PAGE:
Roman Catholicism is both un-Biblical and un-Baptist, as it denies or distorts Biblical doctrine. The following are a few teachings from the Catechism of the Catholic Church (CCC) and some Scriptural teachings and Baptist beliefs that refute them. (Numbers following “CCC” indicate paragraph numbers.)

  1. Roman Catholicism distorts the Word of God by adding extra-Biblical tradition to it. Tradition and Scripture make up a single deposit of the Word of God (CCC, 97). Baptists, on the other hand, believe in the Bible as the sole authority for faith and practice (2 Peter 3:16).
  2. Roman Catholicism perverts the gospel by adding requirements for salvation (Galatians 1:6–9). Baptism, sac-raments, good works, law keeping, and the Mass are considered means of grace (CCC, 1129, 1256, 2068). Baptists, however, believe that salvation is through faith (belief) alone in Christ alone, according to the teach-ing of Scripture. It has nothing to do with good works or in faith in (reliance on) “one’s faith” (Galatians 1:6–9).
  3. Roman Catholicism rejects the divine promise of glorification to everyone who is justified (Romans 8:30). Those justified by baptism, who die in mortal sin, descend into Hell (CCC, 1035, 1266). Baptists take Christ at His word: “Most assuredly, I say to you, he who hears My word and believes in Him who sent Me has everlasting life, and shall not come into judgment, but has passed from death into life” (John 5:24).
  4. Roman Catholicism replaces the sovereign, regenerating work of the Spirit with water baptism (Ephesians 1). Baptism is the sacrament of regeneration (CCC, 1213). Baptists do not view baptism as a means of regeneration but view baptism by immersion as a picture of Christ’s death, burial, and resurrection. As Romans 6:4 states, believers are “buried with Him through baptism into death, that just as Christ was raised from the dead by the glory of the Father, even so we also should walk in newness of life.” Regeneration is through Christ Jesus (Romans 3:24; 5:1, 2, 9; 10:10).
  5. According to the Catholic Encyclopedia and other documents, Catholic bishops are considered successors to the apostles. However, this concept is false, because the bishops do not meet the qualification of being eye-witnesses of the Lord and His resurrection (Acts 1:21, 22).
  6. The priesthood of Roman Catholicism is illegitimate, since there are no more offerings for sin (Hebrews 10:12). Only validly ordained priests can carry on the work of redemption (CCC, 1405, 1411). Baptists hold strongly to the belief that each born-again believer is a priest with direct access to God through Christ, the High Priest (1 Peter 2:9; Hebrews 9:11).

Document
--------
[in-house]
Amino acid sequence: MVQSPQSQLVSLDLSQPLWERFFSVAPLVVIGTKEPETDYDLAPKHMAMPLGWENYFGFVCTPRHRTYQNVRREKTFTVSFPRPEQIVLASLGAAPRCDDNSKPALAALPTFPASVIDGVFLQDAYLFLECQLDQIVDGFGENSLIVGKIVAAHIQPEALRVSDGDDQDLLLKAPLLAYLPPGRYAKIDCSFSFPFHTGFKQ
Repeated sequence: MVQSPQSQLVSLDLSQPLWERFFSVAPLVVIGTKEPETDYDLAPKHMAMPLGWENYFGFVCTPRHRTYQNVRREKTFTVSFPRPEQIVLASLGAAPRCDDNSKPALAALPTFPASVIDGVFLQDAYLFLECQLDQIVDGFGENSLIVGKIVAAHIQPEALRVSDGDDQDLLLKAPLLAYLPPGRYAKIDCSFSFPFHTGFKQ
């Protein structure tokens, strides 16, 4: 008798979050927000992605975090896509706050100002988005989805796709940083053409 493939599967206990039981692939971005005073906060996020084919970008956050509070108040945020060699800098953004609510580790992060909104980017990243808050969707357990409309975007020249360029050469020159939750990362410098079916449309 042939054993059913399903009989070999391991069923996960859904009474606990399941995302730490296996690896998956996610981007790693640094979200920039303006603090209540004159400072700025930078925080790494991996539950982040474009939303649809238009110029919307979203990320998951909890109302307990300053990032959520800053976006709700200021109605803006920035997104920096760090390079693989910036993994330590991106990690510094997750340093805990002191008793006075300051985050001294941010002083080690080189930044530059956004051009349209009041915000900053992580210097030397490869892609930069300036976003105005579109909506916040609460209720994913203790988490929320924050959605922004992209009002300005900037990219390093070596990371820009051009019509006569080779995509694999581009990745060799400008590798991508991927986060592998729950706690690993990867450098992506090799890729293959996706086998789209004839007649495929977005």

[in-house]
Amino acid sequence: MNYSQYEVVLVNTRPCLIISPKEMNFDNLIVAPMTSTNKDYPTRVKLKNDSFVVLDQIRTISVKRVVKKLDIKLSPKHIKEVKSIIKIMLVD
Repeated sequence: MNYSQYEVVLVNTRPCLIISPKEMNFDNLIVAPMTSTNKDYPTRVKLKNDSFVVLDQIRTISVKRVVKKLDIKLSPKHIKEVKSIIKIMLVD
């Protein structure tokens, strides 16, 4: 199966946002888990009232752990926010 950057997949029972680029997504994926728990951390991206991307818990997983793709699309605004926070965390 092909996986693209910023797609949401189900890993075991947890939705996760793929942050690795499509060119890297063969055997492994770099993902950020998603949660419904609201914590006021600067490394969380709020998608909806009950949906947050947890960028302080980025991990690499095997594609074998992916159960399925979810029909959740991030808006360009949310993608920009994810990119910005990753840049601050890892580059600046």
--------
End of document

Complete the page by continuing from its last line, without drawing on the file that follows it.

7. Roman Catholicism encourages the idolatrous worship of an image or a wafer as Almighty God (Exodus 32). Baptists practice two ordinances: baptism (see #4) and the Lord’s Supper (Communion). We do not believe the bread and “wine” (juice) are or become the body and blood of Christ, only that they picture His body and blood, broken and shed for our sins on the cross (1 Corinthians 11:23–29). Worshiping the wafer as if it were Jesus is as idolatrous as worshiping the calf as if it were God.
  8. Roman Catholicism denies Christ’s blood as the only purification for sin (1 John 1:7). Purgatory’s cleansing fire is the final purification (CCC, 1031). We Baptists, on the other hand, believe what Paul said in 2 Corinthians 5:8: “We are confident, yes, well pleased rather to be absent from the body and to be present with the Lord.”
  9. Roman Catholicism blasphemes God by giving His titles to the pope (John 14:16; 17:11; Ephesians 5:23). The pope wears the titles Holy Father, Head of the Church, and Vicar of Christ. However, Baptists practice the injunction in Matthew 23:9 and 10: “Do not call anyone on earth your father; for One is your Father, He who is in heaven. And do not be called teachers; for One is your Teacher, the Christ.”
  10. Roman Catholicism rejects Jesus as the only way of salvation (John 14:6; Acts 4:12; 1 Timothy 2:5). Muslims are part of God’s plan of salvation (CCC, 841). Baptists believe that “there [is no] salvation in any other, for there is no other name under heaven given among men by which we must be saved” (Acts 4:12).
  11. Roman Catholicism follows doctrines of demons by forbidding marriage to its clergy (1 Timothy 4:1–4). Clergy must publicly manifest their intention of staying celibate (CCC, 1599). Baptists follow the guidelines of 1 Timothy 3 for its clergy, and this passage mentions being a husband and father. It implies purity, not celibacy.
  12. Roman Catholicism encourages prayer to people other than God, in that Catholics ask Mary and the saints to intercede for them (CCC, 2676, 2683). Baptists pray in the name (through the authority) of Jesus Christ alone (Matthew 6:6–13).